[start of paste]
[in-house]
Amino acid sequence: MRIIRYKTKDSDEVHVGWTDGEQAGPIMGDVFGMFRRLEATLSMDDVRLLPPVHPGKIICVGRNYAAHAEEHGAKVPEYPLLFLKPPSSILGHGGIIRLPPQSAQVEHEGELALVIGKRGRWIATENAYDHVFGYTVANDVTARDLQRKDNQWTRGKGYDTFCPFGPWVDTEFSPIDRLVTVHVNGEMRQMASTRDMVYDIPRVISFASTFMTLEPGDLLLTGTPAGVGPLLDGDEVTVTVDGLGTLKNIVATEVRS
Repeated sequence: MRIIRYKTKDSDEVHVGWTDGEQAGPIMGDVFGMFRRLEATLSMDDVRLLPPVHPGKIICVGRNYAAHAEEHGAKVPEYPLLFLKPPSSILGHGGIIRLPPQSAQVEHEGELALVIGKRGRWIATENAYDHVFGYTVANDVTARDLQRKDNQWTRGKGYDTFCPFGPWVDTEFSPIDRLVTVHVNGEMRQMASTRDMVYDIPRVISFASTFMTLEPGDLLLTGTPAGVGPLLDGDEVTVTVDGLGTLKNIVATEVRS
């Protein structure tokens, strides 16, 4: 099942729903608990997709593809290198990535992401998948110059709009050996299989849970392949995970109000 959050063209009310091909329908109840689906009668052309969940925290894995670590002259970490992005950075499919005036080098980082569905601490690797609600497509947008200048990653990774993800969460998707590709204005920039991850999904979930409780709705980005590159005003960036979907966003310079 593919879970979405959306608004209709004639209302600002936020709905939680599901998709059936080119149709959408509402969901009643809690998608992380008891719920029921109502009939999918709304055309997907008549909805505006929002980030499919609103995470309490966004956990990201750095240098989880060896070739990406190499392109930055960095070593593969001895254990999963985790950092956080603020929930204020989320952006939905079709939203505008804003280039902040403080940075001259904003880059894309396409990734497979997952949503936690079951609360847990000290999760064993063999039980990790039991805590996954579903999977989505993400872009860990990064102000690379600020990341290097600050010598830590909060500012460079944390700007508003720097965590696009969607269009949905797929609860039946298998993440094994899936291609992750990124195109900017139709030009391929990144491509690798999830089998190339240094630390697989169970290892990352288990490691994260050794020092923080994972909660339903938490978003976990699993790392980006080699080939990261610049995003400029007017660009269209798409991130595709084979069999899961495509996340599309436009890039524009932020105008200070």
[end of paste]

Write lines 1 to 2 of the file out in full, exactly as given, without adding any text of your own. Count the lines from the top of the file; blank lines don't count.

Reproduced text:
[in-house]
Amino acid sequence: MRIIRYKTKDSDEVHVGWTDGEQAGPIMGDVFGMFRRLEATLSMDDVRLLPPVHPGKIICVGRNYAAHAEEHGAKVPEYPLLFLKPPSSILGHGGIIRLPPQSAQVEHEGELALVIGKRGRWIATENAYDHVFGYTVANDVTARDLQRKDNQWTRGKGYDTFCPFGPWVDTEFSPIDRLVTVHVNGEMRQMASTRDMVYDIPRVISFASTFMTLEPGDLLLTGTPAGVGPLLDGDEVTVTVDGLGTLKNIVATEVRS